Afterwards, we moved into the VBS and recreation programs. Bible stories, memory verse, crafts and recreation were all parts of the program. The kids constantly amaze us with their creativity, their sweetness and their knowledge of the Bible. They are truley amazing! Later in the afternoon (after tea time, of course!) we spent an hour or so just hanging out and getting to know one another. This was truly a special time, and the kids loved it (not to mention us)!

After dinner, we then had a great time with the kids as they got to decorate their Christmas stockings. They are so creative! They love the glitter, paint pens, markers, stick-on letters...everything that was provided. The kids really enjoyed doing this and look forward to when these stockings will be filled!

Finally, at the end of this busy day, the kids headed to bed. Those of us on the trip then took a few minutes to reflect on the day and the kids. I can only speak for myself, but my feelings for these kids and for this experience cannot be put into words. They are so precious, so sweet and kind, so gentle. But I know that they have suffered. They are orphans, after all, and have experienced tremendous hardship. Most of them have very bleak futures. My heart can't help but to break for them all.

We all look forward to tomorrow as it brings another which to spend with these beautiful children, kids who truly are "the least of these." Please pray for them. Pray for their caregivers (who have a very difficult job under very difficult circumstances). Pray for the Buckner staff, who do such a great job. Pray for us on the trip. But most of all, pray for these kids. Pray, pray, pray in hopes that God will somehow make their lives better.

Sorry if this was too long. I will try to be a bit more concise in the future. (Also, forgive any typos. I haven't taken the time to spellcheck.) Below are some photos of the kids. Enjoy!

kasi and babu looking at hands.jpg

helen putting on blue bandana.jpg

older boy at vbs sitting at tree.jpg

agnes in grass too cute.jpg

sule and other laying in grass.jpg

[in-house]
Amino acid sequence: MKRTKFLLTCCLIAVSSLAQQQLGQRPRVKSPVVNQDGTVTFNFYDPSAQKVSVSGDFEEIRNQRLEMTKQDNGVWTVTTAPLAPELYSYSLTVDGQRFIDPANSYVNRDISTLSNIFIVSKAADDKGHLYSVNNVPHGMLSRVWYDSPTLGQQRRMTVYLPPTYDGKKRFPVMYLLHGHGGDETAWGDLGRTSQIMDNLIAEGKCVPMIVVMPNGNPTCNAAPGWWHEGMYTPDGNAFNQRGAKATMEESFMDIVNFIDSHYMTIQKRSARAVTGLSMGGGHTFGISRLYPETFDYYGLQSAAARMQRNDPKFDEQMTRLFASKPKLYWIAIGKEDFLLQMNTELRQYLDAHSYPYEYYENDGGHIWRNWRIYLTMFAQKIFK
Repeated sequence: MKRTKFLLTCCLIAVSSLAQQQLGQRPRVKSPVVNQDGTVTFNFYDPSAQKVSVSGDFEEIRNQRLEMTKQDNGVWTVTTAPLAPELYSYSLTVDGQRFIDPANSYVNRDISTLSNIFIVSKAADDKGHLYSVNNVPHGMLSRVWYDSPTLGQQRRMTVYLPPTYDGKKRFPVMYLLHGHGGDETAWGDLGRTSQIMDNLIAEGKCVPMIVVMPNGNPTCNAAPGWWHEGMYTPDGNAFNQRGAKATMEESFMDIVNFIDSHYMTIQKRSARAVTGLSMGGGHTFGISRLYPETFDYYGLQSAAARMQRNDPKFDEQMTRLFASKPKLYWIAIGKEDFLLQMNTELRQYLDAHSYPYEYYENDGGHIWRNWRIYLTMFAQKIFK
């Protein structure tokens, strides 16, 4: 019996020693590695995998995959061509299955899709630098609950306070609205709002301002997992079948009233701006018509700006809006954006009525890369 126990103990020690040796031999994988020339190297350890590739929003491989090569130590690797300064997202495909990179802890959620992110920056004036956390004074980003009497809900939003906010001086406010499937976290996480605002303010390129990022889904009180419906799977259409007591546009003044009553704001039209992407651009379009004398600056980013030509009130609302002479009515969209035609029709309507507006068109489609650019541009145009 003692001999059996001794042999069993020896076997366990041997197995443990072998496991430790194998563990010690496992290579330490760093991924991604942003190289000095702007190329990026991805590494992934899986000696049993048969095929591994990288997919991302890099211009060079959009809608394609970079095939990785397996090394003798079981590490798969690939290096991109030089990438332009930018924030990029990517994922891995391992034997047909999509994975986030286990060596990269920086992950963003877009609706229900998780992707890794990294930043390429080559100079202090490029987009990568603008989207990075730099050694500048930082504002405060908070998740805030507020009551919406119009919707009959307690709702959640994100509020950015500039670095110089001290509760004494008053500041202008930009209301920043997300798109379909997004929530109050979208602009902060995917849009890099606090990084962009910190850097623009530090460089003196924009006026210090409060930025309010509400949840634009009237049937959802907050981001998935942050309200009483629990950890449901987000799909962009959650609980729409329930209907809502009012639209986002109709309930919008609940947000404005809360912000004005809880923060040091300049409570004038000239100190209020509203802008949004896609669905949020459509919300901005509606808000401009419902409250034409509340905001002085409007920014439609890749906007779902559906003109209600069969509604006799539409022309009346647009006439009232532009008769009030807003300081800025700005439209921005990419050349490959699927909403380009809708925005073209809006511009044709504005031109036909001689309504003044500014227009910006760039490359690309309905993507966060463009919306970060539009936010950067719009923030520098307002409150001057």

Africa Update #1

Jambo!  (means "hello!")

"Jambo" is a really fun word to say, give it a whirl.  Anyway, I've been in Africa since Friday.  Left Dallas on Wednesday, took 2 hours to fly to Chicago, took 7 hours or so to land in London, then enjoyed a quick 9 hour flight to Nairobi.  Needless to say we were all ready to get off the stinking planes!

Friday morning we woke up and headed to another plane, this one a small 12-seater Safari Link plane which took us to the Masaii Mara, the northern, Kenyan part of the Serengeti.  We did a safari on Friday afternoon and Saturday morning.  Saturday evening we flew back to Nairobi and spent the night again.

Sunday morning we awoke and piled into some vans to head to the actual orphanage to attend church with the kids.  Words on the internet are an inadequate medium by which to express the experience, but suffice to say that if I could afford it, I would fly over every weekend just to be there.  Truly a moving, touching, emotional and deeply humbling experience to observe and hear poverty-stricken Kenyan people praising God in their sing-song English and beautiful-beyond-words Swahili.

After eating lunch with the children, and spending some time just hanging out, we then headed back to Nairobi to pick up our luggage and headed to the retreat center, Brackenhurst, where we will spend the next few days.  As I write this, it is Monday morning, and we are preparing for the kids to arrive at 10:00 am.  We will then have a few days to put on a VBS for them, and spend time just recreating, hanging out, and getting to know these amazing kids.

I will post again when I have time, and will try to upload some photos.  Continue to pray for these kids, who have so very little.